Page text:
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Nemagard for Z5a?

Posted by kokopelli5a 5a (My Page) on
Tue, Jun 5, 12 at 0:29

I'm venting more than asking, but....Went to reputable old time nursery for a 'Redhaven' peach. They had it alright, on Nemagard. Nem is hardy to about zero, and this is Z5. No way it can make it. They even had 'Mericrest' nectarine--a special cold adapted variety grafted on Nemagard. Just plain stupid.

I asked the proprietor why they had clearly inappropriate stock, and he looked sheepish and said they could order the variety from their supplier, but not the rootstock. So they just sold it anyway and hoped no one noticed, I guess. My wife reminded me that she had bought a Nema Redhaven a couple of years ago that didn't make it through the winter.

We complain about Home Depot, but for the life of me, this is worse, if anything, since the average homeowner would likely blame a perfectly good variety for the shortcomings of the rootstock.

I guess the moral of the story is to pay attention to the rootstock. Plenty of times I've raved about 'Redhaven' on this forum. But if there are professional nurserymen customarily grafting 'Mericrest' on Nemagard, you can't put anything past them.

Follow-Up Postings:

RE: Nemagard for Z5a?

Kokopelli, there is nothing wrong with grafting red haven on nemaguard, as long as they clearly mark the correct zone hardiness on it. Just because a variety is hardy to zone 5 does not mean all plantings will be in zone 5. Nematodes are a big problem in southern peach country and Nemaguard (with Red Haven etc grafted to it) are popular there. California nurseries also use nemaguard a lot because its hardy where most of the plantings are in that state.

If they didn't properly mark the hardiness on the other hand, that is a big mistake and they deserve to be flamed for it.

Note that I have never seen reliable data on how cold-hardy nemaguard is, only mentions of its lack of cold-hardiness compared to Lovell etc; has anyone had a tree on nemaguard die on them? I have only one tree on that stock and it has seen -2F with no problem, but not lower than that.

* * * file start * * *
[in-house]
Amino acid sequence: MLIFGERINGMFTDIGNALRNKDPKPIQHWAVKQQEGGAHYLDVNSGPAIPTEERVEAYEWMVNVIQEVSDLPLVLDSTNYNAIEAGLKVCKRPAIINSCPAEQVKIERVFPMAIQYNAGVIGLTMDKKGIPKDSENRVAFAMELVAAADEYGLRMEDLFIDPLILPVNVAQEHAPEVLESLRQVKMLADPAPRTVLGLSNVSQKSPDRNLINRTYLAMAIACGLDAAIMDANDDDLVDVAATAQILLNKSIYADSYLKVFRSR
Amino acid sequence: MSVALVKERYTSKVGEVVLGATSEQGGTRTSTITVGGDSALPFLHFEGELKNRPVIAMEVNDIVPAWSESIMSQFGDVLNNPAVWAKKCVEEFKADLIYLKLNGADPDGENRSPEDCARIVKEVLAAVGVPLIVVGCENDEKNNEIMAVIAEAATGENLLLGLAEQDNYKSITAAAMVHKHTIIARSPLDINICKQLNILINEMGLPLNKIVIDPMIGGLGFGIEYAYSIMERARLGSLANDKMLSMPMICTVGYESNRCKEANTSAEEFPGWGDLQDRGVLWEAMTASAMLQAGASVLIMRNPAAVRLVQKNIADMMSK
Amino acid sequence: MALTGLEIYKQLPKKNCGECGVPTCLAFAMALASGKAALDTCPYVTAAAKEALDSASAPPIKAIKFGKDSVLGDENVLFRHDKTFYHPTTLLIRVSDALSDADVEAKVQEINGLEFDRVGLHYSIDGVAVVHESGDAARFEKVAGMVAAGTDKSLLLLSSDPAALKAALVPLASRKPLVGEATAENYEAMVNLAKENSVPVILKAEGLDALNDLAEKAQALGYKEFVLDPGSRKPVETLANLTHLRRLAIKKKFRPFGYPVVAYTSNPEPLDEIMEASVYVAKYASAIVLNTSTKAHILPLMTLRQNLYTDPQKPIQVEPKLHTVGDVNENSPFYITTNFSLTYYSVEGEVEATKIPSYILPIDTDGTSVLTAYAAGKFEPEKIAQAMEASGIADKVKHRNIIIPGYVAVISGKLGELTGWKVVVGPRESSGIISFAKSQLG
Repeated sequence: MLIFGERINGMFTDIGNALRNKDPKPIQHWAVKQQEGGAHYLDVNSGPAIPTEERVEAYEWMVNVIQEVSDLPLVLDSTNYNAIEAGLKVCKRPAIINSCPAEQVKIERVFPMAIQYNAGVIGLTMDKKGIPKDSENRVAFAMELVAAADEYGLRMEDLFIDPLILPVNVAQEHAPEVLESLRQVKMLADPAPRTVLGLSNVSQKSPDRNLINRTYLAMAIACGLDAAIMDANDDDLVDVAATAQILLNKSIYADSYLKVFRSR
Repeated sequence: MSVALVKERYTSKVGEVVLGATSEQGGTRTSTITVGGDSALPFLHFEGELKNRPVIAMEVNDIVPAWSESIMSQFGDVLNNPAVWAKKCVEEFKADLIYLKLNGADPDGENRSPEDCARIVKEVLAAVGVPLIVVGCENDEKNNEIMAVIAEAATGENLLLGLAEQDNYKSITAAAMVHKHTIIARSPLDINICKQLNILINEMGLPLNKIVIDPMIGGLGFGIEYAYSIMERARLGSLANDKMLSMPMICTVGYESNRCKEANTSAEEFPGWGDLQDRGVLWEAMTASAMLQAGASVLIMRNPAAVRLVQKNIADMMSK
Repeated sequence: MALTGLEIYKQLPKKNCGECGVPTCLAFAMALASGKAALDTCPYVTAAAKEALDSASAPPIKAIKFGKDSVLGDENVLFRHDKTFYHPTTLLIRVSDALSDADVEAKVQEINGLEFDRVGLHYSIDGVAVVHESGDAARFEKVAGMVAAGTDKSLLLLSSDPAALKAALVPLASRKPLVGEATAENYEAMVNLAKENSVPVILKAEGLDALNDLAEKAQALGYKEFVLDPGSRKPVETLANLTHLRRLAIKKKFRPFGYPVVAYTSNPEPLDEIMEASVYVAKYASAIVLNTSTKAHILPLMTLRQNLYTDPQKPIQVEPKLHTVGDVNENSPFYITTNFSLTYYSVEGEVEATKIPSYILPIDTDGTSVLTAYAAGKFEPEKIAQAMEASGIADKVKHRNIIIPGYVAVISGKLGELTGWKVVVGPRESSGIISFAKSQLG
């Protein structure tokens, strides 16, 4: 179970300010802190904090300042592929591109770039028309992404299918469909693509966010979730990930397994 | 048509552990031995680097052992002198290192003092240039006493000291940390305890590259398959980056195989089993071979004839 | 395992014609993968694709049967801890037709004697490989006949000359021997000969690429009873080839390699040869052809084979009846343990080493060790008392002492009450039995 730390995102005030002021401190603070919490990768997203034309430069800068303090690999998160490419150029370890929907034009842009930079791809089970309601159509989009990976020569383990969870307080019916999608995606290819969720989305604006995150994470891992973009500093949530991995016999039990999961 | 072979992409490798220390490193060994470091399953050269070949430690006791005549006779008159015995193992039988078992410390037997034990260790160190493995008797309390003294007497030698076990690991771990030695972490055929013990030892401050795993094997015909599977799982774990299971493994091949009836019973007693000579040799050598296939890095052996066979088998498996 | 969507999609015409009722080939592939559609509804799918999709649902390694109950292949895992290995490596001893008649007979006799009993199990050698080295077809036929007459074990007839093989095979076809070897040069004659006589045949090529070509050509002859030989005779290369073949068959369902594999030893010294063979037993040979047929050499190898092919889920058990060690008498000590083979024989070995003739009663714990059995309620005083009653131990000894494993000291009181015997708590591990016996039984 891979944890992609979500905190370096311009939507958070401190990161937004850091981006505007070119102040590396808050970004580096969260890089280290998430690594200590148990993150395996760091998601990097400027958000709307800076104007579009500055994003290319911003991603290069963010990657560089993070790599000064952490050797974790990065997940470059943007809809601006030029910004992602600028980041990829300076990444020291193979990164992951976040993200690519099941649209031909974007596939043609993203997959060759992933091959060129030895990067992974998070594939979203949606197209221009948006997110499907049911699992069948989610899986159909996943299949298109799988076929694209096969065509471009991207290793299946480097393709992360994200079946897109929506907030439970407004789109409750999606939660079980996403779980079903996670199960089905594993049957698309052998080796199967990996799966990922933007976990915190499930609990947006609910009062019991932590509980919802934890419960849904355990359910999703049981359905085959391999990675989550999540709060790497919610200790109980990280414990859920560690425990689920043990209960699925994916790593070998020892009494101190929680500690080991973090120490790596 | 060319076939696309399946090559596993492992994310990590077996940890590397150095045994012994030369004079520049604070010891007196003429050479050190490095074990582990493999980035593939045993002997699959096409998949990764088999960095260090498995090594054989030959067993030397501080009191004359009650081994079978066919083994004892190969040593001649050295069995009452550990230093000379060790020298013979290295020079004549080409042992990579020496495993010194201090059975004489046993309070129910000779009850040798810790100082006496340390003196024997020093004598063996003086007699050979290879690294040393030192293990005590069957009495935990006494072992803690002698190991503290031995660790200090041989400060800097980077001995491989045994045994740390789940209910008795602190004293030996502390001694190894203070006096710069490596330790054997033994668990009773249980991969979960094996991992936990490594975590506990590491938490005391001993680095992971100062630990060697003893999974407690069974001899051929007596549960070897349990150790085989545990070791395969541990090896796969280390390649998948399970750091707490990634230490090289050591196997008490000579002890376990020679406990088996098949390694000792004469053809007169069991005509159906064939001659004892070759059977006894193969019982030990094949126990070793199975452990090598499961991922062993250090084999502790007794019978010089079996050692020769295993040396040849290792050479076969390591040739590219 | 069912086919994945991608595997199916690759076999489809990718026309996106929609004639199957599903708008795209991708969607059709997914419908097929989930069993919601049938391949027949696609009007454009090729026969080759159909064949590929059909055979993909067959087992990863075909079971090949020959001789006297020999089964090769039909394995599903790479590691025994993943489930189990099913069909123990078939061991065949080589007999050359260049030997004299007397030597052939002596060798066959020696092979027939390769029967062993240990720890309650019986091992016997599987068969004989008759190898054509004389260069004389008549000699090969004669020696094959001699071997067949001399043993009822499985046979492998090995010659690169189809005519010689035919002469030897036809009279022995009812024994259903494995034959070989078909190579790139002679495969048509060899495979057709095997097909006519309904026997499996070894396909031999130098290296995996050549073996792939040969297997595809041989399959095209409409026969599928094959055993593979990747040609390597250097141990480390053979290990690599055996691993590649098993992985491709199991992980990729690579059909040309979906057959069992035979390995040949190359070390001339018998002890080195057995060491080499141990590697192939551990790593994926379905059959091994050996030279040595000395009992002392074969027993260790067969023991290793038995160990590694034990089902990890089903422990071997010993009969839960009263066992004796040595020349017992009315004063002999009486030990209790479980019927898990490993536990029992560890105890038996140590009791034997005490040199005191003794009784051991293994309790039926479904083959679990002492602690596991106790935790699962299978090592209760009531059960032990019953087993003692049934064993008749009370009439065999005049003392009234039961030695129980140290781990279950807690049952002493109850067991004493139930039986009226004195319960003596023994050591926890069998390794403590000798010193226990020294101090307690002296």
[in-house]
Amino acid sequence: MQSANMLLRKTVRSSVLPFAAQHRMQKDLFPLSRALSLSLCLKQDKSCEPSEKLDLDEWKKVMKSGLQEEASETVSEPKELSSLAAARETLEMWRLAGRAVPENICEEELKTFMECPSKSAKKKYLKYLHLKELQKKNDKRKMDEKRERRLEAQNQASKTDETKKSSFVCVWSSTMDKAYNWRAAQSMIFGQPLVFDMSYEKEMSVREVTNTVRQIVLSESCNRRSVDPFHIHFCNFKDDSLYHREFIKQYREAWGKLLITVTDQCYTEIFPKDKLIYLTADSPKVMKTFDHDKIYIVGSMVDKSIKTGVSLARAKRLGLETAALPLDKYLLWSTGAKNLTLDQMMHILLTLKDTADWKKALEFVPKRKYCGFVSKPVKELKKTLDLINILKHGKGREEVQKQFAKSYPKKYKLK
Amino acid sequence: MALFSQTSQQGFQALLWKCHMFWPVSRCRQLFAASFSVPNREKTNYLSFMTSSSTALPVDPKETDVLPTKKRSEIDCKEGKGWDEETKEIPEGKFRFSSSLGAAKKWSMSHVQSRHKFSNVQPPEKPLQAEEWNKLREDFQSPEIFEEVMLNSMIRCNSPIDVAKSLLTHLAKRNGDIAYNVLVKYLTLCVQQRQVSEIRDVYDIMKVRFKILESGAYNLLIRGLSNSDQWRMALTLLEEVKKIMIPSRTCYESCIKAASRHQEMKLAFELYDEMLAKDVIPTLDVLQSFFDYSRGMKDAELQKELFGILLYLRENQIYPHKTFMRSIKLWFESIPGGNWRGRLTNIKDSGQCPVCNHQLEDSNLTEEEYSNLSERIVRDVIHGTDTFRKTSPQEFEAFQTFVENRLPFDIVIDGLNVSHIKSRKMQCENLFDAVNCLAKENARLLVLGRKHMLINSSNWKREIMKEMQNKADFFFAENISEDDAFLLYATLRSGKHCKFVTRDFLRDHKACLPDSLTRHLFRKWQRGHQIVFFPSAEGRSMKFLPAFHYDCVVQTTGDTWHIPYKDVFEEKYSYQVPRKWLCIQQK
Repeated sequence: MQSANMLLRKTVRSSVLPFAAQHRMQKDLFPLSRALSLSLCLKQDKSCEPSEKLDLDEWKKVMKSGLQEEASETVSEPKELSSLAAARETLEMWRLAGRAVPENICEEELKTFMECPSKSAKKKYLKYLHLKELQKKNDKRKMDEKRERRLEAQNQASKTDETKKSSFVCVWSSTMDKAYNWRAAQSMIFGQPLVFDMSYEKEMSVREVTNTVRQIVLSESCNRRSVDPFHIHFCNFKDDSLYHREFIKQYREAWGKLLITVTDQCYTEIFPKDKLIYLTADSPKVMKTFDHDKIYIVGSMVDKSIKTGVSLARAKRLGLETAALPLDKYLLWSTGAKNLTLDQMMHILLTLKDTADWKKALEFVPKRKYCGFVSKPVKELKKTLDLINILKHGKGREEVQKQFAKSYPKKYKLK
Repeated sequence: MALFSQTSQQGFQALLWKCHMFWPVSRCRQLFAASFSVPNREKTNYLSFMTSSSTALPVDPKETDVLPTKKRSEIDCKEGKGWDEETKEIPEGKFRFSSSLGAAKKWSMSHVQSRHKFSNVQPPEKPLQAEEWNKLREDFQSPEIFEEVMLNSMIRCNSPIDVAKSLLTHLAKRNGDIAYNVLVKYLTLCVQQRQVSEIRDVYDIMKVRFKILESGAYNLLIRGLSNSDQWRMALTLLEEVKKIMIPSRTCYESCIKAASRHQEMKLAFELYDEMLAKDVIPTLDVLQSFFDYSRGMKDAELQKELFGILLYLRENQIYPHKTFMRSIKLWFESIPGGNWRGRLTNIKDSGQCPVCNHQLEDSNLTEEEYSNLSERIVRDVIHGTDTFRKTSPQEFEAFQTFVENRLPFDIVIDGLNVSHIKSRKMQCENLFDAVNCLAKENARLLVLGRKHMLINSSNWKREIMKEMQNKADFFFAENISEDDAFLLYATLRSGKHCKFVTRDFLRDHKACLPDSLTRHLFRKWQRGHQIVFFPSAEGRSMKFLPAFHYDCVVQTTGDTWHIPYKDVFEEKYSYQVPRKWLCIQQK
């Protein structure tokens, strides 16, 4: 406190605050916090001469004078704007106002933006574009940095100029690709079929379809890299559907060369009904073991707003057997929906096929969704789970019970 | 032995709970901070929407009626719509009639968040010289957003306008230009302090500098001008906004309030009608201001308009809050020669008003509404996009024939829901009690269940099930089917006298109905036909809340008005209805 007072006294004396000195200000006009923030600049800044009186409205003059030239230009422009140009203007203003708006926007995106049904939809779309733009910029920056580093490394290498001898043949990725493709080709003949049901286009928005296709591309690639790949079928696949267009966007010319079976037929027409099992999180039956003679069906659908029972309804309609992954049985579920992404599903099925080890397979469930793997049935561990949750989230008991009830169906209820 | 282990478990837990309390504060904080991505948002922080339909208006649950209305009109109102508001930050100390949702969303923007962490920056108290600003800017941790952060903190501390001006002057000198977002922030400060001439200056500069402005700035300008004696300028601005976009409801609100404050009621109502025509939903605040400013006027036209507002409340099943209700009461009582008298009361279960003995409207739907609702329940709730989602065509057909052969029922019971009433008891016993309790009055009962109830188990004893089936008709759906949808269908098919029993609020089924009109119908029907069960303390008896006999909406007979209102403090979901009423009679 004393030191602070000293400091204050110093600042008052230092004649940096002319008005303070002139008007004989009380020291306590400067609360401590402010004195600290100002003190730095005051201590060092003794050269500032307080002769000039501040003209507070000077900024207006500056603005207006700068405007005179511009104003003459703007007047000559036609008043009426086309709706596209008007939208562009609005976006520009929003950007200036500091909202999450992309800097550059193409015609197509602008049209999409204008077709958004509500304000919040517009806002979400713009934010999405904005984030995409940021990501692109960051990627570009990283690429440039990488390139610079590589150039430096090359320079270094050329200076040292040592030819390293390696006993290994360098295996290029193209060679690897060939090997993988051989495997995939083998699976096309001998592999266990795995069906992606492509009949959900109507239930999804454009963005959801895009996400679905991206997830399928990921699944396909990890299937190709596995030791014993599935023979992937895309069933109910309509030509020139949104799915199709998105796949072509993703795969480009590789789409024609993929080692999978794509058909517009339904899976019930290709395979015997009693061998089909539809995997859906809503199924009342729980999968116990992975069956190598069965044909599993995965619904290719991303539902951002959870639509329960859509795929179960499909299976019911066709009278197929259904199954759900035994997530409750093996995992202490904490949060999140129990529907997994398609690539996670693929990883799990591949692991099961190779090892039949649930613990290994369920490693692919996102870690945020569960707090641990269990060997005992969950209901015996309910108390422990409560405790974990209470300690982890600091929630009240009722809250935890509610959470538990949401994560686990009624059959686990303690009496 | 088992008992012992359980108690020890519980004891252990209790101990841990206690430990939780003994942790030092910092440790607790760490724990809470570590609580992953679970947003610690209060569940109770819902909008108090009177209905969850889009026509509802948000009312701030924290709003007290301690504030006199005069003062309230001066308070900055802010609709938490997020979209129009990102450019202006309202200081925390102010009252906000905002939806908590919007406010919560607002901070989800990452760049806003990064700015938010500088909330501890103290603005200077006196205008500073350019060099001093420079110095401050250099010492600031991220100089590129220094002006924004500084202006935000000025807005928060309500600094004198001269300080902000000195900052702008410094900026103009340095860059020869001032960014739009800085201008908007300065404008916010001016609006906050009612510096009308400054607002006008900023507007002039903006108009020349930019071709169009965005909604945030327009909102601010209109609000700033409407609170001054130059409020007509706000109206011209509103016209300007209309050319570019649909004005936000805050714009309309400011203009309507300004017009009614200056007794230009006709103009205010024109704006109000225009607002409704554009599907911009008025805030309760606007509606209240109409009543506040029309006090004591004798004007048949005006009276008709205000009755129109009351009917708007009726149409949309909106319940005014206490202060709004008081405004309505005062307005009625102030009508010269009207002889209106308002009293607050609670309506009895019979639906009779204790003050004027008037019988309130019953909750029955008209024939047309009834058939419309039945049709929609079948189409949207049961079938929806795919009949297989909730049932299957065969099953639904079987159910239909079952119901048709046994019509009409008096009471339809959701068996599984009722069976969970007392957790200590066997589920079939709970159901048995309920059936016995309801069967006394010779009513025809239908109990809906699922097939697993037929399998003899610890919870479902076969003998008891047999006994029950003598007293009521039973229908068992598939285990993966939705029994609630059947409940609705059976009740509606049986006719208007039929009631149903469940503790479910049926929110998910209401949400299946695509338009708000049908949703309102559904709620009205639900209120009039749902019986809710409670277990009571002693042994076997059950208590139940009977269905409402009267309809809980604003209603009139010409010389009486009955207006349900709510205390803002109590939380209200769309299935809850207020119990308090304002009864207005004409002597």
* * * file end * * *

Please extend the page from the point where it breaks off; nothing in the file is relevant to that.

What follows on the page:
RE: Nemagard for Z5a?

  • Posted by olpea zone 6 KS (My Page) on
    Tue, Jun 5, 12 at 21:58


I've avoided nemagard mainly because of it's reputation for winter kill. It apparently also has some issues with peach tree short life. Guardian is supposed to be a much better substitute.

The local nursery apparently gets their stock from somewhere down south. As Scott mentions, full disclosure would certainly help the situation, but ultimately the local nursery needs to purchase stock that will do well in the area they service.

I wouldn't knowingly plant nemaguard in zone 5.

RE: Nemagard for Z5a?

It is not uncommon to have -10 here, and of course it goes lower, to -20 every couple of years. A couple of years ago it got nearly to -30. There's just no excuse to sell Nemagard rootstock in Z5. It can't possibly make it.

Supposedly its OK to five degrees above, although I'm not at all surpised to learn from Scott that it can do a little better. My experience is that the zone listings for the plants are based on the variety, not the rootstock. So the average guy buying 'Redhaven' would see maybe Z5, not the Z7 (more or less) which is the maximum for Nemagard. Its not only an inappropriate rootstock, its actively misleading to put it on such a widely adapted tree as 'Redhaven'
As far as selling 'Mericrest' on Nemagard, well, I just can't see how any thoughtful nursery could put together that combination. The number of Z7 growers who would consciously choose to grow 'Mericrest' but with a rootstock that robs it of its cold hardy advantage is miniscule.

'course, before I knew better, I ordered a 'Gold' cherry and 'Stella' cherry combo from Starks. What genius thought it would be a good idea to combine a second rate self-fruitful variety with a third-rate non-self fruitful variety whose main claim to fame is to act as a pollinator?

I live in New Mexico. A lot of people don't even know its part of the United States. A lot more people figure its the same as Phoenix. How hard is it for a 'big nursery to devise a program that compares zipcode to USDA zone and bas basically says, "don't ship nema to any place colder thatn Z7" ? How hard is it to devise a program to not ship 'Dorsett Golden' a Bahamian apple, to Z5? (at least not without a manual override).

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